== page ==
Random readings on society, politics and change – Jorge Carrillo
David Sasaki – Citizens feel disenfranchised from the political system because participation still favors the wealthy and powerful. However, there is another, equally important issue, which is the scale of governance. No one feels represented by an elected official who allegedly makes policy on behalf of 700,000 individuals. And no one can keep up with the vast scale of information that federal governments produce. Urban neighborhoods, though challenged by the highly mobile and diverse nature of their constituents, offer the opportunity to restructure governance to incentivize both more participation within neighborhoods and more coordination across them.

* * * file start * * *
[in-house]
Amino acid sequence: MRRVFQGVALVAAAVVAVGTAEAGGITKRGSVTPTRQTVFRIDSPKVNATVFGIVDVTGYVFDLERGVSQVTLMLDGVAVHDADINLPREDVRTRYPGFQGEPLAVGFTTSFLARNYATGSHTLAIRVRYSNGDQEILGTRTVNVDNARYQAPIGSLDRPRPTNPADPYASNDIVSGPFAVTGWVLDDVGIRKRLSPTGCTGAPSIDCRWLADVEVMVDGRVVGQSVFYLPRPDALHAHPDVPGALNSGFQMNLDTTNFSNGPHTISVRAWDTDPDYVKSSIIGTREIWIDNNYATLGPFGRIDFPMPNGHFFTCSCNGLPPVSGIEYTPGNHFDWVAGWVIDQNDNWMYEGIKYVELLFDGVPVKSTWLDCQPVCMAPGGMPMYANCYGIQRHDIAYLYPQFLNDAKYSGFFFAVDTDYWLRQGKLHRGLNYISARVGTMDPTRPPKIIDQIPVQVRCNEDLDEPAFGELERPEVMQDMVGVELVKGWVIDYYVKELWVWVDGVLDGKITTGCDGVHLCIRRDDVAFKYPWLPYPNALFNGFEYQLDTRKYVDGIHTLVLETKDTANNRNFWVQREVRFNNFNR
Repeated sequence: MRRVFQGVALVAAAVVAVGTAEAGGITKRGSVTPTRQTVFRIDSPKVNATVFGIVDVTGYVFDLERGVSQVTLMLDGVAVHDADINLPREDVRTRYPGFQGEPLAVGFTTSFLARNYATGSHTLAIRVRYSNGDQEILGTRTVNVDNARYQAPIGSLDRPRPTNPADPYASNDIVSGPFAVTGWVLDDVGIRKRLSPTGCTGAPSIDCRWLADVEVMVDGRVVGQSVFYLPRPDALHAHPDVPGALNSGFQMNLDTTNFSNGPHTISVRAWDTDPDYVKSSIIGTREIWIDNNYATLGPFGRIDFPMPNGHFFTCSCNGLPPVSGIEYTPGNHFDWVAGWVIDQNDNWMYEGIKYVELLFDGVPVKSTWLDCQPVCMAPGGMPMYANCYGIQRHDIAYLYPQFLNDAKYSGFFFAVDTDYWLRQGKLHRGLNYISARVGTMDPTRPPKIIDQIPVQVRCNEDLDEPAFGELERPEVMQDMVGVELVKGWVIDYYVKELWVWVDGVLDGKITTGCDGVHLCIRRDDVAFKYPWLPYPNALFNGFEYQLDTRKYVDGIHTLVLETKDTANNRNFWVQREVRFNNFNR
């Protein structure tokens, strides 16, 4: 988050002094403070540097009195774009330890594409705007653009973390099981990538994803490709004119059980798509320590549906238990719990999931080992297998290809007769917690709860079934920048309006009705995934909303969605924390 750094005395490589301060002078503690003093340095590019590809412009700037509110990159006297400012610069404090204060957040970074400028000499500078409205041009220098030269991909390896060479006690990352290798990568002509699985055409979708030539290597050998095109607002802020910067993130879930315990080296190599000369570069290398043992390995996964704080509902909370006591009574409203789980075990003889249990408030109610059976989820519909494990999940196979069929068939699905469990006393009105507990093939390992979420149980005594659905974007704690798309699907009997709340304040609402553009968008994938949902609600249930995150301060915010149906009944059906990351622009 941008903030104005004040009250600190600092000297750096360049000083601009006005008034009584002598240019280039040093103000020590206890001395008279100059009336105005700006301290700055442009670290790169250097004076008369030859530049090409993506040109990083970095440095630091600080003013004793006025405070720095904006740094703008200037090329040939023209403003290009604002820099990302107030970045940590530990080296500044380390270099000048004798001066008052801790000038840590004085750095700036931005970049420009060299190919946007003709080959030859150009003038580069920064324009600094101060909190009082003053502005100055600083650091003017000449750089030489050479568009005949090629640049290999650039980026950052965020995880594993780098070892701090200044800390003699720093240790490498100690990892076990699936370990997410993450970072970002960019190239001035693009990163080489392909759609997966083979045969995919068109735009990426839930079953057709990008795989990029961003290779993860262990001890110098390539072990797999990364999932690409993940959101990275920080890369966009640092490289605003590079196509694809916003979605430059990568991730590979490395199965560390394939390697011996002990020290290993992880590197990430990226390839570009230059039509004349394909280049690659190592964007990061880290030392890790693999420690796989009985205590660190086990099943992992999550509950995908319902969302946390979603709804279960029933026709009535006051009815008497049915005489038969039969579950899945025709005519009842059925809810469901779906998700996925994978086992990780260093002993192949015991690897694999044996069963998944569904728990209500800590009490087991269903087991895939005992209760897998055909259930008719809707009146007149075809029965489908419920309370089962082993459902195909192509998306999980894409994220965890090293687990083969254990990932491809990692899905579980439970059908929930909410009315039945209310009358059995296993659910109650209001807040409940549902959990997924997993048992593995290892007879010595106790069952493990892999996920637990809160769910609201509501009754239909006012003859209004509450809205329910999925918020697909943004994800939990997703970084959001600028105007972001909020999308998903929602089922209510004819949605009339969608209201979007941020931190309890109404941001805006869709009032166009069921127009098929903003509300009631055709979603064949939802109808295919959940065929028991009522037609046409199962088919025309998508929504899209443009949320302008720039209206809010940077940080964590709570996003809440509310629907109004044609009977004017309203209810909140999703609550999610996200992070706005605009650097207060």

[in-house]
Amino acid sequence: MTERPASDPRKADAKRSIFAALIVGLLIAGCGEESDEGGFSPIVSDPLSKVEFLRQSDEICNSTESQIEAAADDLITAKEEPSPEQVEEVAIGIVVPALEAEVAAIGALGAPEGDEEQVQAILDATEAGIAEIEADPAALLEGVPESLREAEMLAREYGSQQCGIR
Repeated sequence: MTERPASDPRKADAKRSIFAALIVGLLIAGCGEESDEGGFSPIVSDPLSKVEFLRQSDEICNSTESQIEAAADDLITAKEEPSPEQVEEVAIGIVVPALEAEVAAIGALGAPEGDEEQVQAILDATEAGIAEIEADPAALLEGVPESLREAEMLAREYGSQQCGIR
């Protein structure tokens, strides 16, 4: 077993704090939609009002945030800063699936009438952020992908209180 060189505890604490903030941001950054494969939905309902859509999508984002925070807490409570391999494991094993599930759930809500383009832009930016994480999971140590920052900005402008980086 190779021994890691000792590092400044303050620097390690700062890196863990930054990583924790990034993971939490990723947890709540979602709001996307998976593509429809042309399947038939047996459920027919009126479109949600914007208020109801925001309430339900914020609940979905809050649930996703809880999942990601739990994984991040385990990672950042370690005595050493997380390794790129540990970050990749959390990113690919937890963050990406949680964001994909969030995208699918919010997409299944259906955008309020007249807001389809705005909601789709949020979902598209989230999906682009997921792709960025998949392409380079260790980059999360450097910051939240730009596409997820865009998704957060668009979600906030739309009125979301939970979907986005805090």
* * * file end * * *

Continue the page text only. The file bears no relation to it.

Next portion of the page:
…we proposed: 1) A neighborhood-based system of urban governance that encourages participation and deliberation within communities of around 300 individuals. 2) A flexible system of “citizenship/residency” to ensure the lowest possible barriers to political participation. 3) A system of “metropolitan governance” with appointed city managers and community managers in charge of coordinating services and public works across neighborhoods. 4) A UN-like network to establish and coordinate global norms around issues such as carbon offset, sustainable transport, next generation electric grids, participatory budgeting, and more.
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